The effect of depression on heart rate variability during pregnancy. A naturalistic study.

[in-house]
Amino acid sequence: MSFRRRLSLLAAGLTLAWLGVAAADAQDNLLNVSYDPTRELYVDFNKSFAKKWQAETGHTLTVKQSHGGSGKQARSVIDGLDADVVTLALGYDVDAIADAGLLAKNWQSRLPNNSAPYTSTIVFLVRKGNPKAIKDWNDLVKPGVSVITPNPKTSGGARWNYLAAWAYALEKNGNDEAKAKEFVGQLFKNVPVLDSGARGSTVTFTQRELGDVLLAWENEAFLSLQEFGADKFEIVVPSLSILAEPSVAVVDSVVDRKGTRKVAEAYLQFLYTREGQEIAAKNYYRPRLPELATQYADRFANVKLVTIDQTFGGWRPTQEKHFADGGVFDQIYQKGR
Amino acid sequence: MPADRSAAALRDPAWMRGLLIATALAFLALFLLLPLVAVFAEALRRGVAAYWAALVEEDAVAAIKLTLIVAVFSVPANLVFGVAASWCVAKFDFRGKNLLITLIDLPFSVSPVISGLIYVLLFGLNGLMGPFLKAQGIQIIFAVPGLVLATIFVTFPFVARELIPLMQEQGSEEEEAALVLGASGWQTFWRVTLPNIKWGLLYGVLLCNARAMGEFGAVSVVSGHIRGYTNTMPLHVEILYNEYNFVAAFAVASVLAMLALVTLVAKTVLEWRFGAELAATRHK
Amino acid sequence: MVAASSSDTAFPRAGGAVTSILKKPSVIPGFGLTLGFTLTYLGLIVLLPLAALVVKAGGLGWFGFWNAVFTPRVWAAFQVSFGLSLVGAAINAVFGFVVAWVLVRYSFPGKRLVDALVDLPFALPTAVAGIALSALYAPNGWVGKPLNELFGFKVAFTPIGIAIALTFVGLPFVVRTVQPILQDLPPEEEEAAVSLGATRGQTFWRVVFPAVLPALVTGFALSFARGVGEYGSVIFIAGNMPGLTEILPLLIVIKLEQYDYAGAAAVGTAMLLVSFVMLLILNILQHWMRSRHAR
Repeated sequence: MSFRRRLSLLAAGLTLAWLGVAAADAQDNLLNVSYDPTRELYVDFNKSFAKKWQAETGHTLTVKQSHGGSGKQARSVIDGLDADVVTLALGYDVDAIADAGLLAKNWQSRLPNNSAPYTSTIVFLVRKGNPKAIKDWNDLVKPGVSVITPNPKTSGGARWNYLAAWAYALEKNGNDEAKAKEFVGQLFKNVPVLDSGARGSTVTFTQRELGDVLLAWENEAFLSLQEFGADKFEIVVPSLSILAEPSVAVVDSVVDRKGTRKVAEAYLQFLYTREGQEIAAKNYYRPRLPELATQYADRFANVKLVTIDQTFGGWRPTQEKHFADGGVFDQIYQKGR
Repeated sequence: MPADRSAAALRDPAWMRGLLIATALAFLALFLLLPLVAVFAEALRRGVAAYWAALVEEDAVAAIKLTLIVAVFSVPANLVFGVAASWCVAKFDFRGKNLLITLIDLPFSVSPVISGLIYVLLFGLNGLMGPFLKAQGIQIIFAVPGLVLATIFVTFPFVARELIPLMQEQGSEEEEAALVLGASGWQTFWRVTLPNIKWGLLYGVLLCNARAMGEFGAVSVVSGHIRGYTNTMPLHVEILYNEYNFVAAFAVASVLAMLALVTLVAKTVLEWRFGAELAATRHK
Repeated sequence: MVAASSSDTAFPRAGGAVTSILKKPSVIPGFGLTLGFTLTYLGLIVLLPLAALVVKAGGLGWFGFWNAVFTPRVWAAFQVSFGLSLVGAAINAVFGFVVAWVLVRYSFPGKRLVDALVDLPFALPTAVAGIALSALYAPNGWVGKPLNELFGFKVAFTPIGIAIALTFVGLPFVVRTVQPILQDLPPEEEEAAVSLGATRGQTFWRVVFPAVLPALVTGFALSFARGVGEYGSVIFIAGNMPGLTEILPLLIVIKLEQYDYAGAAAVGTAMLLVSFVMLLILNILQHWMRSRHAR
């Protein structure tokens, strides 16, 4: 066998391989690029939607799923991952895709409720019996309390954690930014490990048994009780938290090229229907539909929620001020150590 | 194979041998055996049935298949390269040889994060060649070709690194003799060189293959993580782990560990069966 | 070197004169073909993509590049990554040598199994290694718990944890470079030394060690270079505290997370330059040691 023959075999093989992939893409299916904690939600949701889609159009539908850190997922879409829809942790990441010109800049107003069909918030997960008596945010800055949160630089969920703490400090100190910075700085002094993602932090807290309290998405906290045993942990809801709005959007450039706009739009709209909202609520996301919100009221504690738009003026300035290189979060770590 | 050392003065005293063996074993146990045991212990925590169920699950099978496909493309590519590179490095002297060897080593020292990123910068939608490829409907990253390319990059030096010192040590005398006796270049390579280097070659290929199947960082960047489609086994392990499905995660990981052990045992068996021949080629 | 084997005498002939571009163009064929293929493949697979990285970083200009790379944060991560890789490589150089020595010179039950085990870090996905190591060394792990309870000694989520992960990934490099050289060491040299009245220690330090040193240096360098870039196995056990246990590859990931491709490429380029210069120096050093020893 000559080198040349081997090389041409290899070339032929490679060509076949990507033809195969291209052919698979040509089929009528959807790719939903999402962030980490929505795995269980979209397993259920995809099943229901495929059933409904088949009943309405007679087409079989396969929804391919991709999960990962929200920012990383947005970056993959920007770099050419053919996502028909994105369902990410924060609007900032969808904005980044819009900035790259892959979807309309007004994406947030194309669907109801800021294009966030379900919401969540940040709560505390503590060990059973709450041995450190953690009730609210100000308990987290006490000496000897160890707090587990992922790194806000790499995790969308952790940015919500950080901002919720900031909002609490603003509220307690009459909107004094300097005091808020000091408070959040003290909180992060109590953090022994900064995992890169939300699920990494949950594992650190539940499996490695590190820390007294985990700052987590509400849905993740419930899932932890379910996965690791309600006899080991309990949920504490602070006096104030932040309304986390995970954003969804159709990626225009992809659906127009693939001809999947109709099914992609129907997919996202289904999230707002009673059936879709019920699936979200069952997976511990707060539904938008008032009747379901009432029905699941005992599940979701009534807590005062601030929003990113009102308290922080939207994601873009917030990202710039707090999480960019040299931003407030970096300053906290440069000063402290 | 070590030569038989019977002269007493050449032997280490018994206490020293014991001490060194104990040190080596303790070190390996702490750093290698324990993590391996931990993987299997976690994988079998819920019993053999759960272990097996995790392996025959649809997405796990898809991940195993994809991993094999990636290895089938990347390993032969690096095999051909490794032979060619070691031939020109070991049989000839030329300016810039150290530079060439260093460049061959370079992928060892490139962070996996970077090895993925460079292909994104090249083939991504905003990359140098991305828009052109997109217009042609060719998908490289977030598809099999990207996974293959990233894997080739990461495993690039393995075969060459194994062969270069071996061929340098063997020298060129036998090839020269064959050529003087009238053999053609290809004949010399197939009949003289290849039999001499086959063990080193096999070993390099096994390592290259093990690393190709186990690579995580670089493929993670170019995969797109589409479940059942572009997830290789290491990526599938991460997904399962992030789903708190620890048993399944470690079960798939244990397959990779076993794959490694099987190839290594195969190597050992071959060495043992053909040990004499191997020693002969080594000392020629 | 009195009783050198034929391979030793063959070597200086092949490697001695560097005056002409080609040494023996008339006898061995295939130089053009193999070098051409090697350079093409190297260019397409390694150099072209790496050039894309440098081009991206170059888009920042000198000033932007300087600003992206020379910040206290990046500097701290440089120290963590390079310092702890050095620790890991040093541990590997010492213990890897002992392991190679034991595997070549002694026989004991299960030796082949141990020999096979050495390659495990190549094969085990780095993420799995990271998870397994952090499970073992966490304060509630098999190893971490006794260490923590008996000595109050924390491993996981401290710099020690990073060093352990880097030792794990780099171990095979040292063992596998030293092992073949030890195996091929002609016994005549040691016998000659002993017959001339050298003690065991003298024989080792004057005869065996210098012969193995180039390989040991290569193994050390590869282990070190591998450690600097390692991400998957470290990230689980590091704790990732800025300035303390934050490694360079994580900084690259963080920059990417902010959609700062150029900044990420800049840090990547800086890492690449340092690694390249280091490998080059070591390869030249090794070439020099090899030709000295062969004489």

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Depression during pregnancy has been associated with a number of adverse outcomes, but the underlying physiological mechanisms involved remain unclear. The purpose of this study was to examine the effects of maternal depression during pregnancy on the autonomic modulation of heart rate, in a naturalistic setting. Eighty-one pregnant women were studied between 25 and 31 weeks of gestation and were identified as either Depressed (n = 46), or healthy, Control (n = 35), based on depression scores and lifetime psychiatric history. Subjects wore a 24-h Holter recorder to measure time-domain and frequency-domain of heart rate variability (HRV). Pregnant women in the Depressed Group had significantly reduced time-domain measures: standard deviation of all 24-h NN intervals (SDNN) and the standard deviation of the averages of NN intervals in all 5-min segments of the entire recording (SDANN) (P = 0.013, 0.016, respectively), as well as higher heart rates while asleep (P = 0.028), compared to Controls, after controlling for age, smoking, and antidepressant (AD) medication. The low frequency/high frequency (LF/HF) ratio during the sleeping hours was associated with higher depression scores (R = 0.24; P = 0.041). HRV measures improved in women taking AD medication. The autonomic nervous system may be affected in women experiencing depression during pregnancy, indicating a possible decreased parasympathetic (vagal) influence. Women taking AD medication showed some improvement in HRV measures. These data suggest that psychophysiological changes occur in women experiencing depression during pregnancy.
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